So, what did I miss on my brief, blissful vacation in the Caribbean?
— An Italian captain sank a cruise liner with a maritime version of “Look mama, no hands!” The metaphors for Italian economic stewardship are very tempting.
— I see an Occupy Nigeria movement forced its corrupt government to reinstate fuel subsidies that are the only tangible evidence most Nigerians ever see of their alleged “oil wealth.”
— Mitt “Mr. 15 Percent” Romney won in New Hampshire. No shock there in either his victory or the tax rate a private equity guy pays, though it is worth noting this is a full 2 percentage points less than Warren Buffett paid. But then, Romney’s staff would no doubt retort, a full 15 percentage points more than General Electric paid.
So, it appears it was a fairly good week to be on vacation—cruises off the Italian coast notwithstanding. The only real news of note appeared late last night, when the World Bank revised downward its previously rosy global growth estimates for 2012—down from 3.6 to 2.5 percent overall.
Obviously, this will be unwelcome news around the world. The causes are many but can be primarily blamed on the “leading industrial powers,” to use a now quite obsolete phrase.
Most of the blame can be traced to two sources:
1) the incompetent reaction of the Eurozone’s member countries to their sovereign debt crisis. (I notice Greece is actually tiptoeing up to the use of the word default, something that has been painfully obvious to all but a few powerful German-speaking officials for years now.)
2) the continued process of U.S. consumer deleveraging after American financial wizards caused the worst financial crisis since the Great Depression.
As I’ve been arguing for years now, the 2008-09 debacle not only led to massive layoffs, foreclosures, bankruptcies, and global contagion—aka, the Great Recession, but it also permanently damaged America’s potential growth rate and its ability to stoke economic growth in the wider world.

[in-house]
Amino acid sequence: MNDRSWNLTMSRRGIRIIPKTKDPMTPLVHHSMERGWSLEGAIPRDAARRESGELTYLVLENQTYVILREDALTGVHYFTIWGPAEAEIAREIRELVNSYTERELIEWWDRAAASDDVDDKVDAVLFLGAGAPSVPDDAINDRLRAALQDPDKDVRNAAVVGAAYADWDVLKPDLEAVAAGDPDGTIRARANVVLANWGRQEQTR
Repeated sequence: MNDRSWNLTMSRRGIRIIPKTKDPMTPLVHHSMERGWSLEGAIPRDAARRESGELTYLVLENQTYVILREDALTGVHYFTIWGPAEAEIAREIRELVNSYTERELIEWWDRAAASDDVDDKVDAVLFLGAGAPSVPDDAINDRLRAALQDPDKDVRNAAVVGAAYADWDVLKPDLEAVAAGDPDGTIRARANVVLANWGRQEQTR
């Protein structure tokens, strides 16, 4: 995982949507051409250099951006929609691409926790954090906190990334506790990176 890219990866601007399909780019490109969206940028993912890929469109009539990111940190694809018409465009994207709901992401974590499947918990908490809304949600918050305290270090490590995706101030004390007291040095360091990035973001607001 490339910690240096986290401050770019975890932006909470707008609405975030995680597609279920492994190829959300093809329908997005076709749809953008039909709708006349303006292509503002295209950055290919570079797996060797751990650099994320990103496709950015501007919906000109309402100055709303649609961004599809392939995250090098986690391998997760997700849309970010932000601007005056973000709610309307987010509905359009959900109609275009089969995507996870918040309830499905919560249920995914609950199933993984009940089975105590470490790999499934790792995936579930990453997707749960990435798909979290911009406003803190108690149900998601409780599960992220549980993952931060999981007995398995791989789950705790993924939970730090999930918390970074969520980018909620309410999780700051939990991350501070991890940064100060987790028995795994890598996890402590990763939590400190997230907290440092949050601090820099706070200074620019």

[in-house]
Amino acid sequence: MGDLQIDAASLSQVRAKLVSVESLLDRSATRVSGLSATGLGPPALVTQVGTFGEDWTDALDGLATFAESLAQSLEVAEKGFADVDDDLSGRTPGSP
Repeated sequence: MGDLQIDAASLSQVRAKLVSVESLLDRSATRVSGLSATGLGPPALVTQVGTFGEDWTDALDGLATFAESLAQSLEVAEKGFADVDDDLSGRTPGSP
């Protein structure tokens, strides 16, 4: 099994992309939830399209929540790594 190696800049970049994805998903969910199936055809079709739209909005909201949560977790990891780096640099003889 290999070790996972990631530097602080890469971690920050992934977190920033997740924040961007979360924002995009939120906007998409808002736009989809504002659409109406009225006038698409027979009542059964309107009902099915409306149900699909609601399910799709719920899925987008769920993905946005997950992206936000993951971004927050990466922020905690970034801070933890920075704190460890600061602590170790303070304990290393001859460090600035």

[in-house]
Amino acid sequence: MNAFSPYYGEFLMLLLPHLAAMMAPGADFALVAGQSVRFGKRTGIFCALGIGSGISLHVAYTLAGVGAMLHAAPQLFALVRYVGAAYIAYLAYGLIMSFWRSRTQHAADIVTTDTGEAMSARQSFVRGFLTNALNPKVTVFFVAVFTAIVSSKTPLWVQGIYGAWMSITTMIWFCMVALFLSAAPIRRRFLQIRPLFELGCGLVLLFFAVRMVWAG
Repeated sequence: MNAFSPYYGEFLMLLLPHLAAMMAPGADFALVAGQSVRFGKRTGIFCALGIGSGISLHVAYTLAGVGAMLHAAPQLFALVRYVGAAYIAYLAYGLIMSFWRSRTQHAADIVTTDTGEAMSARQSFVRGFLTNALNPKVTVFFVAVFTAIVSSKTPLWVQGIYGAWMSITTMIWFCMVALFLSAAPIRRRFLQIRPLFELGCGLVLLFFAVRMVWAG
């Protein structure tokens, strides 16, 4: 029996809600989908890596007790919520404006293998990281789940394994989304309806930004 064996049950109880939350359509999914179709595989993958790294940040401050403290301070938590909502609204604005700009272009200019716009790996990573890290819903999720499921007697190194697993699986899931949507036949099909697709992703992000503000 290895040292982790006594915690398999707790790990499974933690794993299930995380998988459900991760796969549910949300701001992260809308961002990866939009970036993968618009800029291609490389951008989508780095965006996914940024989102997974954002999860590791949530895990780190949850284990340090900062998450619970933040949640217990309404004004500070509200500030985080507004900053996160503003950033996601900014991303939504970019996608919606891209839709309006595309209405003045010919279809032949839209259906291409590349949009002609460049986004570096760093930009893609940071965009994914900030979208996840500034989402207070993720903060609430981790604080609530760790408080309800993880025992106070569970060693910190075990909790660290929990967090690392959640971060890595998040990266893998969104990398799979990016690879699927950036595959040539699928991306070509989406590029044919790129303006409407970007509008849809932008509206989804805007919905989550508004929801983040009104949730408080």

You have to wonder what George W. Bush’s third act would have been, having destroyed American foreign policy credibility in Iraq, then U.S. economic credibility with radical financial deregulation? Maybe he could have torn up the U.S. highway system and returned us to an agrarian society? An excellent argument for term limits (maybe one would be enough). But I digress …
How will the U.S. react to the fact that emerging nations—the BRICS and others—are now being dragged down by “rich world” mismanagement? During an election year, we can expect the United States to react to this latest news with denial ("recovery just around the corner") and deeply cynical and parochial rhetoric blaming political rivals for the entire mess.
Note the idiotic exchange this week on joblessness between the White House and Romney campaign staff on Twitter. To anyone vaguely familiar with what has happened in the job market since the real estate bubble began deflating in 2007, the back-and-forth is just insulting—each side just lying with statistics to make political points.
Some of you wondered why I’d want to take a holiday right as New Hampshire was issuing its historic verdict. I say, “Yawn.” This entire primary season is more disgrace than democracy so far, with the campaign finance floodgates flung opened by the wise jurists of our Supreme Court for wealthy and powerful interests to manipulate, and with (no surprise) a representative of that very wealth and power looking like the inevitable GOP candidate.
No wonder Obama hasn’t bothered campaigning much yet; after I spent a blissful week away from this charade, lounging in the sun of the Dominican Republic, I wouldn’t blame him for running a Rose Garden campaign right into the summer.
I’ll get serious tomorrow. All this has me thinking "mojito."
Follow me on Twitter and preorder my book, "The Reckoning: Debt, Democracy and the Future of American Power," coming in April from Palgrave Macmillan.
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